for a total price of about £E.150,000; the construction of a railway siding for the army at Sarafand, and of a branch line from Ras el Ain to the Jewish village of Petah Tikvah; the building of barracks at Jenin, and of a Government office at Ramleh. The total value of these Government and army contracts to the end of 1922 was nearly £E.200,000.

5. Question. What steps have been taken in consultation with His Britannic Majesty's Government to secure the co-operation of all Jews who are willing to assist in the establishment of the Jewish national home?

Answer. The Palestine Government is in touch with a number of organisations other than the Zionist Organisation, which have as their object to assist in the settlement of Jews in Palestine. In particular, the Palestine Economic Board, the Jewish Colonisation Association, and the Palestine Development Council constituted by Jews in the United States, the Alliance Israelite Universelle, whose headquarters are in Paris, and the Joint Distribution Committee for the Relief of War Sufferers who maintain Jewish orphans in Palestine.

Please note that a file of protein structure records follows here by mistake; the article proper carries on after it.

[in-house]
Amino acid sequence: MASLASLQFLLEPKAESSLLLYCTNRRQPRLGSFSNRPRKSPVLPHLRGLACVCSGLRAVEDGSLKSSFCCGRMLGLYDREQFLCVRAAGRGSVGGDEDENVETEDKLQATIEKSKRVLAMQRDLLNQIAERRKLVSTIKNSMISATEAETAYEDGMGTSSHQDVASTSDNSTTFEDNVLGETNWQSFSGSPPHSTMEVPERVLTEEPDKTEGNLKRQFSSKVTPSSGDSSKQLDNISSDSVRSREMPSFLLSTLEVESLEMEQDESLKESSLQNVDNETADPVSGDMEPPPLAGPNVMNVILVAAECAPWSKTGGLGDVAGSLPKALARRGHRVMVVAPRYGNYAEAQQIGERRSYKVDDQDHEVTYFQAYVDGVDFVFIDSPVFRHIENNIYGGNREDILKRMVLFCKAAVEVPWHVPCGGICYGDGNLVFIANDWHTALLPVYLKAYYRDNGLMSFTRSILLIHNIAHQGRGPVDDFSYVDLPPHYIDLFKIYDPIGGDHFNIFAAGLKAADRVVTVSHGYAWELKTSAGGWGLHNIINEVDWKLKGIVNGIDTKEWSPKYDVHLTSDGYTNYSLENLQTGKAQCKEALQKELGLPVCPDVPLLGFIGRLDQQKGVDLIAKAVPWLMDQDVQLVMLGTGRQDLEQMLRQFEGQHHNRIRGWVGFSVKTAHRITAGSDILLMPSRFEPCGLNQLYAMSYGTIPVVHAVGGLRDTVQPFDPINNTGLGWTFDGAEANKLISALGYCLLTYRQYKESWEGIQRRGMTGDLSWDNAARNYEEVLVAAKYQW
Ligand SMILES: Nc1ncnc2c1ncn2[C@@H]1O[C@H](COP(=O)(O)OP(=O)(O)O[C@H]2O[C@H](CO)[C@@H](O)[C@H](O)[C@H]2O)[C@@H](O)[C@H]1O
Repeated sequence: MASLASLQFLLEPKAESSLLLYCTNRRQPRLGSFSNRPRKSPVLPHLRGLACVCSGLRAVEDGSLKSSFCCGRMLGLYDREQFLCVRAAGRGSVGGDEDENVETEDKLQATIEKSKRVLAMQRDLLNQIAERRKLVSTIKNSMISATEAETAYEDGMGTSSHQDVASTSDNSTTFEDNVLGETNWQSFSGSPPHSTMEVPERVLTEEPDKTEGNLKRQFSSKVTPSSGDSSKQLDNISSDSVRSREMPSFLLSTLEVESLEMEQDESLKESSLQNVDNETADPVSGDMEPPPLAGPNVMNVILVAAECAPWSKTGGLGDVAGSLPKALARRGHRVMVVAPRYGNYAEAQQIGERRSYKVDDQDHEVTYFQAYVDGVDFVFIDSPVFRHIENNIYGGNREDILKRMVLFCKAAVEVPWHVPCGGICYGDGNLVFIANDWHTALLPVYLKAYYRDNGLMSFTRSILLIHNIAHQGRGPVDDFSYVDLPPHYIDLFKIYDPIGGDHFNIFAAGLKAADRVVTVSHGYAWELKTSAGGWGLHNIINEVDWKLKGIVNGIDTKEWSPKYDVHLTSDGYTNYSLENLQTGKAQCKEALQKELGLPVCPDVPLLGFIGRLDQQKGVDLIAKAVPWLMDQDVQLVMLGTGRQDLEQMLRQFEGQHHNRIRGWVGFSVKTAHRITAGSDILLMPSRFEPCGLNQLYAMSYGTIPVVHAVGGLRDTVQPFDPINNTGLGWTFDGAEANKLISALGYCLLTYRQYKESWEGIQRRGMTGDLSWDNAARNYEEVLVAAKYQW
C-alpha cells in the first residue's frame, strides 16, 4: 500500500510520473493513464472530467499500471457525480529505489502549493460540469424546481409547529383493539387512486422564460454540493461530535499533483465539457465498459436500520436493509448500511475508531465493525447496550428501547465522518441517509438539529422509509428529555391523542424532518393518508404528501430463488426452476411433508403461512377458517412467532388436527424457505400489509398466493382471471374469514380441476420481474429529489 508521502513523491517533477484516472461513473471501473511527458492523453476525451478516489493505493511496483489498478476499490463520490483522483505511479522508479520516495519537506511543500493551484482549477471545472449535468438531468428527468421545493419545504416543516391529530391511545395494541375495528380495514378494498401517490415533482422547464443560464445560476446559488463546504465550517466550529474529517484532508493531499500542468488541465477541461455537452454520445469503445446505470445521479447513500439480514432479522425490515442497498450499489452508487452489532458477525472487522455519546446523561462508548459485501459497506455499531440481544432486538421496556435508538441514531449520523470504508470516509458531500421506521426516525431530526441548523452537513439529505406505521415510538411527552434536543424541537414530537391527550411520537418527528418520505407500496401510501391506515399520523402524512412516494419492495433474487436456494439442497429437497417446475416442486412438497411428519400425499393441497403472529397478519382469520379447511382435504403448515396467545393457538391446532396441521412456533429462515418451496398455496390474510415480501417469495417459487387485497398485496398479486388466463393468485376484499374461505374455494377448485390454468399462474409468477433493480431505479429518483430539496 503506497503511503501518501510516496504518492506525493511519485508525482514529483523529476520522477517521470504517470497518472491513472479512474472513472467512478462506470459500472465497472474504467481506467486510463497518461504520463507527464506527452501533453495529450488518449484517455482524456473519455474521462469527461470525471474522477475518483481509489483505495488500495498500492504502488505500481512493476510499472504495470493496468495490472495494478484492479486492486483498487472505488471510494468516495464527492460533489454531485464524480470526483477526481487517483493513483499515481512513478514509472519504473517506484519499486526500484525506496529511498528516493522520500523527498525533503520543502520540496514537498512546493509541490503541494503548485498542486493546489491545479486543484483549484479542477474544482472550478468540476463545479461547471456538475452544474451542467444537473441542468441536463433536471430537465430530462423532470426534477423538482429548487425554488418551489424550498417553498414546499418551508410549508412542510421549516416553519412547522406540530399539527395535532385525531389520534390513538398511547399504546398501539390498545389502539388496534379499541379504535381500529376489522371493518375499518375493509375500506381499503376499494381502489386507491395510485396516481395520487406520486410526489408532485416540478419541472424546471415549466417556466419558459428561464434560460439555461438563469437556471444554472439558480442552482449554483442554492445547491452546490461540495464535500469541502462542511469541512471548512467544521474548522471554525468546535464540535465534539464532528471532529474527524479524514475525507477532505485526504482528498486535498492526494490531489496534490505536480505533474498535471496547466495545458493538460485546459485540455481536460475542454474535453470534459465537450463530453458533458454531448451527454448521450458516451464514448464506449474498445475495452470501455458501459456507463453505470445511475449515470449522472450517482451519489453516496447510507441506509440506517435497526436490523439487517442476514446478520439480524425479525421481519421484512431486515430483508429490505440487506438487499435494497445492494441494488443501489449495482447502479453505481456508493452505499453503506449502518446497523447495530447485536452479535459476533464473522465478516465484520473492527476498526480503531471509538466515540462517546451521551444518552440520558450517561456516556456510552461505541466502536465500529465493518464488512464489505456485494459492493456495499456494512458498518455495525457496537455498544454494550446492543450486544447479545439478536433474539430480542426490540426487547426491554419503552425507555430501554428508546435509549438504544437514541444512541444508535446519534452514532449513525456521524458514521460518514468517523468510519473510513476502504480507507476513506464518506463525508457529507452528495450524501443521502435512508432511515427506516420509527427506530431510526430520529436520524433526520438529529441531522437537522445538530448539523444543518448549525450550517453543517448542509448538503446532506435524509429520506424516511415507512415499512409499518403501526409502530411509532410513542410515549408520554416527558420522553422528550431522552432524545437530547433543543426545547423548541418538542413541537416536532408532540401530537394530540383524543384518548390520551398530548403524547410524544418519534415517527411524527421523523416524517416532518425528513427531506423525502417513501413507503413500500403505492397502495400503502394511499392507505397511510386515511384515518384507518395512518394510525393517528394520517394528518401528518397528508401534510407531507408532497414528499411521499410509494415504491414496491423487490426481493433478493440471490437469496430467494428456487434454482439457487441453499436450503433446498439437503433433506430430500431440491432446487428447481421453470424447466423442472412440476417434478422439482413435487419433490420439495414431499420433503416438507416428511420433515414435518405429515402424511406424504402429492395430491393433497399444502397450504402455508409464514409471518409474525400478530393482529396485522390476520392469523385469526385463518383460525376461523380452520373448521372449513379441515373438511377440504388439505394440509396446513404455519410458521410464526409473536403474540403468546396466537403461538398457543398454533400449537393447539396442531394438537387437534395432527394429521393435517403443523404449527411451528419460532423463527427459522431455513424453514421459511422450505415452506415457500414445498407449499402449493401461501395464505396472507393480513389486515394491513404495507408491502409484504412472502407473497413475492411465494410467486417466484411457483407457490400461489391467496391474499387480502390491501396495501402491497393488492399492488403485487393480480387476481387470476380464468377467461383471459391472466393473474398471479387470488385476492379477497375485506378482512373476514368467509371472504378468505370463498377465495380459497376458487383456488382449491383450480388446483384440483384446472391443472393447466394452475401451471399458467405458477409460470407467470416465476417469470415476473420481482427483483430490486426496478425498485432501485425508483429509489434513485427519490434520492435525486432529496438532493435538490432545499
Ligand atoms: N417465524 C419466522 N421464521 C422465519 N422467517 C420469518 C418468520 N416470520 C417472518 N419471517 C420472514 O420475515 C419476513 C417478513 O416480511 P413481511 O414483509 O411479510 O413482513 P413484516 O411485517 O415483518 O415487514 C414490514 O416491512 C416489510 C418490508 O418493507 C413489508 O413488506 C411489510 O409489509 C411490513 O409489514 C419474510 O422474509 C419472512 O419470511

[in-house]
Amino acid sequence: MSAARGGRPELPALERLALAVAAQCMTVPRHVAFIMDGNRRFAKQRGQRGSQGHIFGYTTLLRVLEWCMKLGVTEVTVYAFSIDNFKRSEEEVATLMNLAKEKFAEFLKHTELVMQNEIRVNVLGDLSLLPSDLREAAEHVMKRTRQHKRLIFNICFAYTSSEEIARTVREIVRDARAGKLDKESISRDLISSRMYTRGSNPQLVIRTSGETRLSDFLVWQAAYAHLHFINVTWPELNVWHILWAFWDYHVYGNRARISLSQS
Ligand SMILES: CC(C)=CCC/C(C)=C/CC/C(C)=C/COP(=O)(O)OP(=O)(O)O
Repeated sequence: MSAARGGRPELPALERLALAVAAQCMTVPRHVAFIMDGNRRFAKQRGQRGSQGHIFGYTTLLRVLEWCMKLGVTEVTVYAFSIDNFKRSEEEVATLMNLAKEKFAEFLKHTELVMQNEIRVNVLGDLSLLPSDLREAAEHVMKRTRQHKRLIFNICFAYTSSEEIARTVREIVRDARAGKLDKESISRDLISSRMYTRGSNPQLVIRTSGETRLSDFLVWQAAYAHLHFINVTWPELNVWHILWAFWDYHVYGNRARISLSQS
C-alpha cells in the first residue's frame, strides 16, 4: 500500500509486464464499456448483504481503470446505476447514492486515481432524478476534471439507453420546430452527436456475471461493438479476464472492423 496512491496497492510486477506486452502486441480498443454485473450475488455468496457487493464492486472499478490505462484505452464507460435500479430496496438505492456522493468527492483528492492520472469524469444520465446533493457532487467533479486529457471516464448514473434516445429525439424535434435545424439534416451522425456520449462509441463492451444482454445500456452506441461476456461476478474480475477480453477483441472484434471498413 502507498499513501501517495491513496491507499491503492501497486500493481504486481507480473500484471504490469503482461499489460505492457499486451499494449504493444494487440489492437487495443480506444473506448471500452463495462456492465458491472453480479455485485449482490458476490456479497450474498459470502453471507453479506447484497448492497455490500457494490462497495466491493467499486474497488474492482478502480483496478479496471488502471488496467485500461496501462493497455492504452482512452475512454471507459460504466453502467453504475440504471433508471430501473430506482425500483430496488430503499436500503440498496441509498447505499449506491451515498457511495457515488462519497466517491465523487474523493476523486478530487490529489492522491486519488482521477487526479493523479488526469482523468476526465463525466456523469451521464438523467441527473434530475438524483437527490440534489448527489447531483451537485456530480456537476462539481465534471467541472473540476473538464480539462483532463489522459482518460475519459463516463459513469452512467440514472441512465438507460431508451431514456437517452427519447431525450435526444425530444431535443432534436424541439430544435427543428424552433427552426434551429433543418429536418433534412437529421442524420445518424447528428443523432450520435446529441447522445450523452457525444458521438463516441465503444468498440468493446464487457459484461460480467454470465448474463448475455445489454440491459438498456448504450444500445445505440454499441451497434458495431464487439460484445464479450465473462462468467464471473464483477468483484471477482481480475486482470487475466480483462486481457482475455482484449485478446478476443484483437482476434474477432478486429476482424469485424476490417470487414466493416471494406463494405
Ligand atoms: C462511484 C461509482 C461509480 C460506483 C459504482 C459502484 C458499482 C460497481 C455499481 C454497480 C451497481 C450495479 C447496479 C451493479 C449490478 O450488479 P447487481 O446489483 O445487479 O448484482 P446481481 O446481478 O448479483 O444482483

1. Question. What measures have been taken to facilitate Jewish immigration?

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An Immigration Officer of the Palestine Government was attached to the British Consulate at Trieste to assist in the selection and granting of visas to immigrants. This officer has now been transferred to Warsaw, where the bulk of the immigrants come, and the Trieste office has been closed.

2. Question. What measures have been taken to safeguard the rights and position of other sections of the population?